A federal appellate court ruling from August finding the IRS did target tea party groups and may still be doing so could help fuel the impeachment.
If Ryan continues to neglect conservatives' interests, it could come back to bite him if House Republicans lose seats in November. Democrats are currently expected to pick up between 10 and 15 House seats in November, according to The Rothenberg & Gonzales Political Report.
“The strategy that’s going on among the Freedom Caucus conservatives is they believe their influence will be even greater in the 115th [Congress] … that the polling suggests the Republicans will have a smaller majority,” said Kenneth Gold, director of the Government Affairs Institute at Georgetown University.
While the Freedom Caucus should remain at about 40 members and perhaps grow if three candidates its members are backing win in November, the group still is reeling from Kansas Republican Tim Huelskamp's primary loss.
"The establishment was against Congressman Huelskamp," said Freedom Caucus Chairman Jim Jordan, R-Ohio. "That was a problem and there will be a discussion about that" when members return to Washington, he added.
Even if the Freedom Caucus doesn't grow, a narrower GOP majority resulting from moderate losses would give conservatives more sway.
Such dynamics factor in the government funding debate. The expected result is a continuing resolution that would extend fiscal 2016 spending levels and policies into fiscal 2017.
Appropriators, defense hawks and Senate Democrats prefer a short-term CR that would run through mid-December, by which time they hope Congress could put together an omnibus appropriations measure, as it has done in recent years. But conservatives are pushing to punt funding through March 2017, after a new president is sworn in.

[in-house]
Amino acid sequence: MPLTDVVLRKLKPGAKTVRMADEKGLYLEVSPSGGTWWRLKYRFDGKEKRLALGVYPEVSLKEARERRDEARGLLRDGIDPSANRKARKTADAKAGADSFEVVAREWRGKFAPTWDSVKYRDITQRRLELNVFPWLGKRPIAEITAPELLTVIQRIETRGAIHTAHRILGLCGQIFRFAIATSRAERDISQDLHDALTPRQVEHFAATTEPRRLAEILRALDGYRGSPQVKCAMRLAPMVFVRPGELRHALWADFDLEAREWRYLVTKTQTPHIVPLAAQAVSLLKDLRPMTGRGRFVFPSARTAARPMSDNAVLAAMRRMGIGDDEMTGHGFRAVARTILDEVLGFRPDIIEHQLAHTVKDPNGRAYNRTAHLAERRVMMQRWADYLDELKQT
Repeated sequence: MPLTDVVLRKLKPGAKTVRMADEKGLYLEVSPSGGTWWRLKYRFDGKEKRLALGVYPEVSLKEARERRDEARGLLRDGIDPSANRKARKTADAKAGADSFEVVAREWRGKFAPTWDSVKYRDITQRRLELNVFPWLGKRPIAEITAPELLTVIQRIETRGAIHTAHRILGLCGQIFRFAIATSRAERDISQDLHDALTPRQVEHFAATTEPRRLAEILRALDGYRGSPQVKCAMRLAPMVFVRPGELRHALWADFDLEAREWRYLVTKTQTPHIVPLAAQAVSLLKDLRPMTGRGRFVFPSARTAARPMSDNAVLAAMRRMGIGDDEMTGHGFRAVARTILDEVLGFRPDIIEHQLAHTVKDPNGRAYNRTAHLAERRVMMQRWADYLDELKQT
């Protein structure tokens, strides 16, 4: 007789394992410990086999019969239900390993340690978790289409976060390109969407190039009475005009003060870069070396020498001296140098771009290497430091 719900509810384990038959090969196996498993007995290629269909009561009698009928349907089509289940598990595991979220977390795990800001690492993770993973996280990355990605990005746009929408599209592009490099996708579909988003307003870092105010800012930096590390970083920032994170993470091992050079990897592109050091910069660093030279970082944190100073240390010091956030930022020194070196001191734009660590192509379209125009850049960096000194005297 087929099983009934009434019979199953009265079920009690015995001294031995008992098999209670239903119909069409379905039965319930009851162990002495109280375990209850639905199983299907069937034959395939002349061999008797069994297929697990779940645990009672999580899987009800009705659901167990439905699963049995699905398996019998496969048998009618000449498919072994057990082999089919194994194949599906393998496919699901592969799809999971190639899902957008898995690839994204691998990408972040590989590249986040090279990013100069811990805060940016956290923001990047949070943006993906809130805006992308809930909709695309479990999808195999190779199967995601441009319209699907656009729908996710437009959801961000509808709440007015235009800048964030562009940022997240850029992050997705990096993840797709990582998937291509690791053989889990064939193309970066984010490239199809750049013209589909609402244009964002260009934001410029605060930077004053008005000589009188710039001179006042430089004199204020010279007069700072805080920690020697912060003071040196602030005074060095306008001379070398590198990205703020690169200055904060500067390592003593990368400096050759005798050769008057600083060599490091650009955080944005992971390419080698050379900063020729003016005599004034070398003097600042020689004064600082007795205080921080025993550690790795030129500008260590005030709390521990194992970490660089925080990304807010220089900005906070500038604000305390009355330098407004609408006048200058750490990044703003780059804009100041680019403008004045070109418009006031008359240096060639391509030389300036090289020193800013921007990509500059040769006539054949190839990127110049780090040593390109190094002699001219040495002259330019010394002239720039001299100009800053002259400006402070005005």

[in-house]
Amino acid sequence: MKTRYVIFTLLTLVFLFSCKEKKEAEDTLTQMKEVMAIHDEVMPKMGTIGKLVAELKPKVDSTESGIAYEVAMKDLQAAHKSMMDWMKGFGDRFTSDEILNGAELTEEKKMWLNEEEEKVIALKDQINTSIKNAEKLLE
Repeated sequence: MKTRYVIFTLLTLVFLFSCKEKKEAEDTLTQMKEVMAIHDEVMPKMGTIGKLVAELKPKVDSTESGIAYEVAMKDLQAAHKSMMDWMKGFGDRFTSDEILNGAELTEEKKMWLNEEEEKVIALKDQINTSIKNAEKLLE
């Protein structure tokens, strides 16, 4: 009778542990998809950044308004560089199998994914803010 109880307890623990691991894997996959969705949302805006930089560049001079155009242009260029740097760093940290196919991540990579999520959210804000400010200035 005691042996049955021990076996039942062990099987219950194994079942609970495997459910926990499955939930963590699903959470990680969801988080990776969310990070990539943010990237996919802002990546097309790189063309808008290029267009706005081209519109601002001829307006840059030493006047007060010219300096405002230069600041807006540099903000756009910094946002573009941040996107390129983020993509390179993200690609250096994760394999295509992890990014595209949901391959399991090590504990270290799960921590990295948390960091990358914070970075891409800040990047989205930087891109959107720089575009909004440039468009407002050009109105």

Holler said conservatives want to avoid deal-making in the lame-duck session because they have concerns with rushing through massive bills while members who’ve been voted out of office still having input on legislation.
Many Republicans also still harbor hard feelings about the omnibus deal that was negotiated last December, which excluded many of the provisions conservatives wanted. While many of them voted for last year’s omnibus in a gesture of goodwill toward Ryan at the beginning of his speakership, they’re unlikely to be as generous this time around.
“Even if Ryan agreed to [conservative] demands for a long-term CR, there’s no possibility a long-term CR would pass in the Senate and we’re back to the real possibility of a government shutdown,” Gold said.
That makes a continuing resolution that lasts into December a more likely outcome. And that wouldn’t necessarily be something conservatives would oppose. They could still leverage election results that increase their proportion of the 2017 Republican conference during the lame-duck, Gold said.
Whatever the decision, there will likely be pressure from some members to deal with the continuing resolution and other pressing legislative business quickly so they can cut the September session short and get back to their districts.
“Most of the members would rather be home campaigning,” Holler said. “There’s not a desire to have an active, controversial, contentious September of lawmaking.”